Whether it’s a well-preserved period home or run-down, restoring a heritage home needs the right expertise and dedication.
Renovating heritage homes for modern living
At Destination Living, we not only build ultra-modern homes but also bring a great deal of expertise in transforming the beautiful architecture gifted to us from the past into wonderful living spaces.
Designing with sensitivity and creativity
Connecting a modern addition to a period home requires architectural expertise and respect for, and sensitivity to, the original design.
We can help you design a contemporary extension to add open plan living areas, bring in natural light and sensitively blend it to the original building and a garden or courtyard.
Heritage overlays are not a limitation but a wonderful opportunity.
Some of Melbourne’s finest heritage houses can be re-imagined and renovated if you bring architectural creativity and building expertise to your project. From classic French provincial to Federation style houses,
Destination Living has worked with heritage buildings for 20 years. We understand how to make the most of planning and design opportunities and can negotiate with your council for you.
Opportunities when choosing a heritage house
The right property
If you have found the perfect heritage home; an original with plenty of character our first step is to check if there are any planning controls and overlays which may impact its potential.
We will see if your home has heritage significance and then determine how much freedom you will have before we begin planning.
New living spaces
The living spaces of today are very different to the designs common decades ago. Kitchens have become a living space and open plan area a necessity as this is where most people spend most of their time at home.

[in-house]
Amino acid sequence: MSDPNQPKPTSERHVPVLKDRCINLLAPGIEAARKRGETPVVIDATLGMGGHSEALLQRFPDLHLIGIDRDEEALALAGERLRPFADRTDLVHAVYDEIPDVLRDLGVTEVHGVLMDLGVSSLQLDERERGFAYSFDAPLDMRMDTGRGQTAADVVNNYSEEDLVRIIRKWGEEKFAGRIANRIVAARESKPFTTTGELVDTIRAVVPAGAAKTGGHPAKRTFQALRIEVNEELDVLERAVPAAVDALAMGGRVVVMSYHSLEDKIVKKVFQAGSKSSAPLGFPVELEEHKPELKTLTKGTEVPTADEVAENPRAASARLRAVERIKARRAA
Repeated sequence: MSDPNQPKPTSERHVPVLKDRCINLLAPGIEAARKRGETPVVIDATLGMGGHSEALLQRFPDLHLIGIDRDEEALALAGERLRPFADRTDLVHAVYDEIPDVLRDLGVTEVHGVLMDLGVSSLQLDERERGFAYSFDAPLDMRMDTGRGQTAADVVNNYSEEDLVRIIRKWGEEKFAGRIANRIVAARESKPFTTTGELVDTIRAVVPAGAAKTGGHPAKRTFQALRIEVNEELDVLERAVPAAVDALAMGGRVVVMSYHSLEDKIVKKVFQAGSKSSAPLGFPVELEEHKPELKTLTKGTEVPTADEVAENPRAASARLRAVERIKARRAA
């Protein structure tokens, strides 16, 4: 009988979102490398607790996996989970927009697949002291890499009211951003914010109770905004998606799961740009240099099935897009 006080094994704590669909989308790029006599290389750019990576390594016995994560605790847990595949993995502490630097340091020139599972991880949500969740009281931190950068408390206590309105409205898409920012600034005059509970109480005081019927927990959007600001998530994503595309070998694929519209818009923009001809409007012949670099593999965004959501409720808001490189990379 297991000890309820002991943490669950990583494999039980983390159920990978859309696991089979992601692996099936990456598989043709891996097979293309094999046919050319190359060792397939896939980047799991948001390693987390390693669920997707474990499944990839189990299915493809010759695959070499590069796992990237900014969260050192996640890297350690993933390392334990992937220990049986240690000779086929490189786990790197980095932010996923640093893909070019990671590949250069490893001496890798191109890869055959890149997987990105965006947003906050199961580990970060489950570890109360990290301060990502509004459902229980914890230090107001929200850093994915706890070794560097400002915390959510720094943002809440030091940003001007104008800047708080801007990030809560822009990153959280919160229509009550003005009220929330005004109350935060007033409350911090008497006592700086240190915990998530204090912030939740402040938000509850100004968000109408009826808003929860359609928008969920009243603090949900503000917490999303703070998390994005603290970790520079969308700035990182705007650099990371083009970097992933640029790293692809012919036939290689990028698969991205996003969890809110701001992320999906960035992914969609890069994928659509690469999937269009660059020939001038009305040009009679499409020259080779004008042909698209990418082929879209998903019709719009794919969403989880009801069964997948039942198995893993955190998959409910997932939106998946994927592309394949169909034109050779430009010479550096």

A flowing transition from inside to outside spaces is also now desirable so we will consider whether your property can accommodate it.
Many materials used in a buildings structures or joinery and fixtures can be expensive to find, buy and install. Destination Living can help you find modern substitutes which may be longer lasting and less expensive.
Blending the best of the old with the functionality and superior wear of the new can be done sensitively and add intrigue and interest to a remodelled
Light and space
Opening up older homes to bring in more natural light can transform the feeling inside an older home. This often takes real expertise and skill in more restricted inner-city sites but it’s a critical ability when considering a heritage building.
Considerations of owning and renovating heritage homes
Changes to heritage buildings must not diminish, destroy or conceal original components of the building. Changes to original features should only occur after other options have been considered and should ideally be reversible.
The first thing to consider is what you would like to change and what can’t be modified.
Properties with a heritage listing usually have planning restrictions on alterations and additions, so these need to be understood by a professional before signing any contract. Usually an additional level cannot be added.
Old and new
Changes which ‘falsify’ the evidence of the building’s history must be avoided.
New work to a heritage building needs to be sympathetic to its original features and certain fixtures or features will not be able to be changed.
Know its history